inflammation of the skin caused by overexposure to the sun or a sunlamp.
verb (used with or without object), sun·burned or sun·burnt, sun·burn·ing.
to affect or be affected with sunburn: An hour in the sun sunburned me severely. I sunburn easily.
Origin of sunburn
Related formsun·sun·burned, adjectiveun·sun·burnt, adjectivewell-sun·burned, adjectivewell-sun·burnt, adjective
First recorded in 1520–30; sun
Based on the Random House Unabridged Dictionary, © Random House, Inc. 2019
Examples from the Web for sunburn
Contemporary Examples of sunburn
Historical Examples of sunburn
Some of their necks and cheeks were peeling, as if from sunburn.
The touch of sunburn, too, was becoming, for she didn't freckle.
Seth colored, under his coat of sunburn, and seemed embarrassed.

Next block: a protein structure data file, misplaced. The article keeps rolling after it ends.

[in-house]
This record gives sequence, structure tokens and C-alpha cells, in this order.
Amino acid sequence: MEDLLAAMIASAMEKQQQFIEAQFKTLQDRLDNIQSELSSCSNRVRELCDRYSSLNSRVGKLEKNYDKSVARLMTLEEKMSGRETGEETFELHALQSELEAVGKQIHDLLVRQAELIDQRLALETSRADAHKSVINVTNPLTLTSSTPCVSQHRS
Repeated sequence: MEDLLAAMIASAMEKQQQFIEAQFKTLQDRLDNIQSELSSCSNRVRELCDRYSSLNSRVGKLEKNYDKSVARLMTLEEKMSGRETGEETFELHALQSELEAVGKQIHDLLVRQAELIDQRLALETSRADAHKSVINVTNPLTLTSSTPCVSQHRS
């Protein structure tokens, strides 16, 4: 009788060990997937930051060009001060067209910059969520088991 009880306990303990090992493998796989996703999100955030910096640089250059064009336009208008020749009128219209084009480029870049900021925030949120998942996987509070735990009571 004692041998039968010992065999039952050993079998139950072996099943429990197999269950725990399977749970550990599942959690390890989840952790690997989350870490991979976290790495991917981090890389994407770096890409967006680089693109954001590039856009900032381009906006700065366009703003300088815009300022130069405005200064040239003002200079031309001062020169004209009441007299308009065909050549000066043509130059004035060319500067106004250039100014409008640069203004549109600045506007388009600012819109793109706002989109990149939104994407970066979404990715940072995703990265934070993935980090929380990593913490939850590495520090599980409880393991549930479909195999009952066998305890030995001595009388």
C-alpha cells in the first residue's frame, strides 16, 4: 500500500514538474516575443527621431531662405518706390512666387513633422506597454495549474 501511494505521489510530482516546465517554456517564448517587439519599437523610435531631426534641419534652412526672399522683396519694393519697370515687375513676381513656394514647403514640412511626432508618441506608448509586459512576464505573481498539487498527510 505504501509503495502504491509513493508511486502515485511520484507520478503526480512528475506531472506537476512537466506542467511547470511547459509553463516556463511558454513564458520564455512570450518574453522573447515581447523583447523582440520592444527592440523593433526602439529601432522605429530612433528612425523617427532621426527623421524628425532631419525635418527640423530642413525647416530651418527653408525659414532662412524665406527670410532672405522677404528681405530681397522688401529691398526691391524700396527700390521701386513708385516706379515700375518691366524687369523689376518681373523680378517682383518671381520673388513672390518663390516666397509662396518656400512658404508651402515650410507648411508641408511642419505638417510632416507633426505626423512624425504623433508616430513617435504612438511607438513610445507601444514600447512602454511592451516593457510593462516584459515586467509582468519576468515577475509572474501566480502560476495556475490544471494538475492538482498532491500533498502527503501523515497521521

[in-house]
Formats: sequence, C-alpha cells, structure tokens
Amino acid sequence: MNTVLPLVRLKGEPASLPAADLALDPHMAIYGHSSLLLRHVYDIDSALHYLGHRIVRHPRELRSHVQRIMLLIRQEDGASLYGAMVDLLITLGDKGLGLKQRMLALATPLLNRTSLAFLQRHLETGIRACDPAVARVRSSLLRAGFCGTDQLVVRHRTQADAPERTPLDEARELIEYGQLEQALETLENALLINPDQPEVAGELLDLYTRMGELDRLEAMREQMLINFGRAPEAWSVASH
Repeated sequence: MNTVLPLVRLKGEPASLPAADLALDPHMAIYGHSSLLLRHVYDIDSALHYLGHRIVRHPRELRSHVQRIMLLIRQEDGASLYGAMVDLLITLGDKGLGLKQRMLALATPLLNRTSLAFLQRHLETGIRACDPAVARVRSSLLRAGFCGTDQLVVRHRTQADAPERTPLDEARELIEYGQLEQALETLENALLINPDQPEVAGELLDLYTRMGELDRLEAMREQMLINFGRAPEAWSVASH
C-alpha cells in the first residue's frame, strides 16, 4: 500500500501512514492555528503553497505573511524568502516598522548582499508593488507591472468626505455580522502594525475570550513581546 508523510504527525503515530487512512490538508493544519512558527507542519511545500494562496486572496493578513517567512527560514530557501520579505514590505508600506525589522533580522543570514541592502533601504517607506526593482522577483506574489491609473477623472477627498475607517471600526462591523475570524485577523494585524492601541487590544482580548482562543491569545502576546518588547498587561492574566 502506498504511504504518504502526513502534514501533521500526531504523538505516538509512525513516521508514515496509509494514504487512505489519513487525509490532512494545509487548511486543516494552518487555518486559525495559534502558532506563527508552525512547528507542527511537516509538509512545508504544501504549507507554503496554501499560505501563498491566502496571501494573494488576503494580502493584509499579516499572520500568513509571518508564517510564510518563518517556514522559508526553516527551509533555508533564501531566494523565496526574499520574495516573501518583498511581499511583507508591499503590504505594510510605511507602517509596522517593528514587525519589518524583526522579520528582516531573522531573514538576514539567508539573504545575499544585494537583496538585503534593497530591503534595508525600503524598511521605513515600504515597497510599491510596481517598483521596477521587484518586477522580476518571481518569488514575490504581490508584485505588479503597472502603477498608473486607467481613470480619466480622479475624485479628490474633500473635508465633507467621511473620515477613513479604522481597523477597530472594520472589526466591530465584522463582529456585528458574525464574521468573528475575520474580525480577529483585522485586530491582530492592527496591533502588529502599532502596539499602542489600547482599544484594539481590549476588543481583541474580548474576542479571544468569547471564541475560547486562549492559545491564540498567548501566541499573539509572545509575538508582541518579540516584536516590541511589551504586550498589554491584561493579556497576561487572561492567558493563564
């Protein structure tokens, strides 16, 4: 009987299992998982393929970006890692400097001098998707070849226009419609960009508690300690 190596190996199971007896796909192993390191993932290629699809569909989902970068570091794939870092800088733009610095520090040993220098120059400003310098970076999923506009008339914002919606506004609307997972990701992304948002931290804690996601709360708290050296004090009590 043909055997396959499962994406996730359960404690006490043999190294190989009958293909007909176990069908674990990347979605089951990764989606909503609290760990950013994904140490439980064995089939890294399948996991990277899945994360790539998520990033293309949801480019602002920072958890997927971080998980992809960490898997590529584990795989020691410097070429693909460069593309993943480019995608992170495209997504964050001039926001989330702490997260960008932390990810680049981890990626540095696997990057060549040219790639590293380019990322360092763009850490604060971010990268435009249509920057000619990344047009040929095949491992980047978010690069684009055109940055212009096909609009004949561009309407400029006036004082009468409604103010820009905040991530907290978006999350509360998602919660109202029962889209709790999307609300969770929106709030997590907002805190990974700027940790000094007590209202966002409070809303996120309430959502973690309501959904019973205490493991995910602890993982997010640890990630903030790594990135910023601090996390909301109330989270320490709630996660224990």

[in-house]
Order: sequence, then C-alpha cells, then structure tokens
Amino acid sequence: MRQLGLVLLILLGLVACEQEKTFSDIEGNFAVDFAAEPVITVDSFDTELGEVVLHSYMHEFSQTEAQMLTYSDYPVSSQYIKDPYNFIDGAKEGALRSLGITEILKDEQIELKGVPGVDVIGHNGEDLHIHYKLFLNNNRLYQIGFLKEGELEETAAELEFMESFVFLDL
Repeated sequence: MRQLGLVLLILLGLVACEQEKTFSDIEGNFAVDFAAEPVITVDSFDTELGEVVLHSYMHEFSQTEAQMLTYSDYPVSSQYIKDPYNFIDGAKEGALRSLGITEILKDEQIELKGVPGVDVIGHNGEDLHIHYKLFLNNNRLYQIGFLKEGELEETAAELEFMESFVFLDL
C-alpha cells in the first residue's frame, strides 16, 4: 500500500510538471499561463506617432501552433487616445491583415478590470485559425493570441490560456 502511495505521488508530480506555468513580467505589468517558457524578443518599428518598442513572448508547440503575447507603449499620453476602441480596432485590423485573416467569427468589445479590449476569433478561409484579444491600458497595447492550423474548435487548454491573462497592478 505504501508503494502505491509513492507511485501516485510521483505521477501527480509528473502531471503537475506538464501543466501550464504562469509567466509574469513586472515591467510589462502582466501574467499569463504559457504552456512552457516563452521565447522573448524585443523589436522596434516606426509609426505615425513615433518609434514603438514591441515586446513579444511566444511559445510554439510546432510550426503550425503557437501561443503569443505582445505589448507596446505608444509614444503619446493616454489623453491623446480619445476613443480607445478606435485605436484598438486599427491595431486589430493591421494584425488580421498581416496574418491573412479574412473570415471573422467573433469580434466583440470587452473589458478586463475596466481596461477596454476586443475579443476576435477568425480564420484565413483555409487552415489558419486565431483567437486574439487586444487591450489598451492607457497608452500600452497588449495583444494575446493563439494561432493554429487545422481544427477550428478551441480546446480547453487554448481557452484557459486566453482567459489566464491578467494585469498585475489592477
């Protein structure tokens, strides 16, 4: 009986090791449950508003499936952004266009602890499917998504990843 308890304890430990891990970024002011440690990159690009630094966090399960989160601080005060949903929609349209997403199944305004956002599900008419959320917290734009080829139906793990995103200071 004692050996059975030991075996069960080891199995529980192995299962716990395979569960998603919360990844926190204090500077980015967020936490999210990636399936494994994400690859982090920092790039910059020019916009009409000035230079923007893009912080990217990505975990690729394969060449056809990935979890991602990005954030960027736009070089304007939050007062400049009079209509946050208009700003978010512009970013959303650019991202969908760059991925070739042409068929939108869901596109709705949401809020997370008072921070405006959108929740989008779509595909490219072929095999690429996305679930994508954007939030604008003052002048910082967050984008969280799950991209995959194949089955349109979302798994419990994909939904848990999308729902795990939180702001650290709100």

Nor could she be certain that his coloring was due to sunburn.
His face was thin and the sunburn faded, as though he had been ill.
British Dictionary definitions for sunburn
Derived Formssunburnt or sunburned, adjective
inflammation of the skin caused by overexposure to the sunTechnical name: erythema solare
Collins English Dictionary - Complete & Unabridged 2012 Digital Edition
© William Collins Sons & Co. Ltd. 1979, 1986 © HarperCollins
Publishers 1998, 2000, 2003, 2005, 2006, 2007, 2009, 2012
Word Origin and History for sunburn
1520s, from sun (n.) + burn (v.). Sunburnt (c.1400) is older than sunburned (c.1500, sunne y-brent). As a noun from 1650s.
Online Etymology Dictionary, © 2010 Douglas Harper
Related formssun′burn′ v.
Inflammation and erythema of the skin, often with blistering, caused by overexposure to the ultraviolet rays of direct sunlight.
The American Heritage® Stedman's Medical Dictionary
Copyright © 2002, 2001, 1995 by Houghton Mifflin Company. Published by Houghton Mifflin Company.